Expert Article By Gary Green | 8/30/2016 | General |Beginners

Converting a fixed website to a responsive design: overview and brief guide

Converting a fixed website to a responsive design: overview and brief guide

More than 50% of webpages visited each day are viewed on mobile devices. The fact that these devices are becoming increasingly sophisticated, coupled with their ever decreasing prices, makes surfing the web on them more and more convenient. This is leading to the personal computer becoming superfluous in many households. Along with this, external hardware devices such as Bluetooth keyboards have made the tablet a fully functional office device. Indeed, website owners can expect to see the percentage of mobile traffic to their sites increase each year.

This makes it imperative for website designers and developers to ensure their sites look good on all devices. One method of tackling this task is to create multiple versions of the site for the various devices in use. This however can turn into a massive undertaking considering the range and variety of screen sizes, proportions, and resolutions so that this option is fast becoming irrelevant.

The better and increasingly popular option for dealing with mobile devices is to build responsive sites. But what exactly is a responsive website?

Responsive sites are those that change their design and layout to fit the size of the screen they are being viewed on; they "respond" to the screen size and change the display accordingly. A good responsive site is one that uses the same code for all sizes, and changes its layout with CSS only without relying on JavaScript. It is preferable to plan out all the layouts ahead of time as this will speed up development and help prevent the use of too much JavaScript.

So how does one go about creating a responsive site? There are three major components that must be considered: HTML, CSS, and JavaScript.



The site's HTML should be written in a way such that the desktop, tablet, and mobile layouts are all taken into consideration. The site should be built so that the HTML elements can be easily changed and adapted. As such, in order to convert an existing site to be responsive it would be worthwhile to invest time from the outset and change the HTML structure accordingly. In short, clean up the HTLM so that it is well organized. Here is an example of well-structured HTML that can be used across multiple devices and screen sizes along with the CSS for desktop and mobile:


<div class="container">
    <div class="item">Item 1</div>
    <div class="item">Item 2</div>
    <div class="item">Item 3</div>

Notice how the HTML doesn't change. Using only CSS we are able to adapt the elements to suit the screen size.



Once you've got your HTLM in line, you can start to write the CSS which will turn the site responsive. The bulk of the work in turning a site responsive will be done in the CSS. This is done by using what are known as media queries and the @media rule. Have a look at the following:


@media screen and (max-width:680px)


This means that so long as the screen is smaller than 680 pixels, any element with the class .item will receive the styles inside the block. This method of using media queries to override and change the CSS of the site's HTML elements would be used throughout the webpage.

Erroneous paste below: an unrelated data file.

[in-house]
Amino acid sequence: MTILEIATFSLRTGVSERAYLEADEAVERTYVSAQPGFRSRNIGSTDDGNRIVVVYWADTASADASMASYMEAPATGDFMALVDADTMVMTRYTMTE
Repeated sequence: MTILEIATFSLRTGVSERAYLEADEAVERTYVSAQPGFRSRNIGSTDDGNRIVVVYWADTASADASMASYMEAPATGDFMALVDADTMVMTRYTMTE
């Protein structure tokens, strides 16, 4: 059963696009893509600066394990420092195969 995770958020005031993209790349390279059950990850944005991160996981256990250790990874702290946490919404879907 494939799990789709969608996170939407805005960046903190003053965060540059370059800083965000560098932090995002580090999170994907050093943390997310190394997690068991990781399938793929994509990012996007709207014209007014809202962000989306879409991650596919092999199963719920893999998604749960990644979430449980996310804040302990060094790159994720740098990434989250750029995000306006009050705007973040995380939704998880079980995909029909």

One thing to consider is how users interact with the site on various devices, for instance the use of a mouse on a desktop versus swiping on a smartphone. Many site elements are likely built so that they respond to the mouse cursor hovering over them. However, this won't work for phones and tablets leaving hover irrelevant for mobile devices.

For example, imagine an element on a webpage that when you hover over it, additional content is displayed. This feature would have to be changed on the mobile layouts—perhaps to a button that displays and hides the content with a screen press.



Here, one must check that all areas of the code are supported by all major mobile browsers—check all the various plugins you may be using along with galleries etc. Depending on the size and scope of your site, it may be worthwhile to make use of JavaScript libraries that support mobile development and feature "touch events." Use of such libraries can greatly ease much of the development process when converting a site to a responsive design.  One example of such a library would be jQuery Mobile, but there are countless others.


Hope you've enjoyed this brief introduction into responsive site development. There are myriad sources on the web with all the info you need to help convert your page to be fully responsive. You'll have to cover several topics like viewport, scalability, zoom, and more. So if your site isn't 100% mobile friendly and responsive, well then you'd best get to work!

Expert Article By Gary Green | 8/30/2016 | General

{{CommentsModel.TotalCount}} Comments

Your Comment


Recent Stories

Top DiscoverSDK Experts

User photo
Ashton Torrence
Web and Windows developer
GUI | Web and 11 more
View Profile
User photo
Mendy Bennett
Experienced with Ad network & Ad servers.
Mobile | Ad Networks and 1 more
View Profile
User photo
Karen Fitzgerald
7 years in Cross-Platform development.
Mobile | Cross Platform Frameworks
View Profile
Show All

Compare Products

Select up to three two products to compare by clicking on the compare icon () of each product.


Now comparing:

{{product.ProductName | createSubstring:25}} X
Compare Now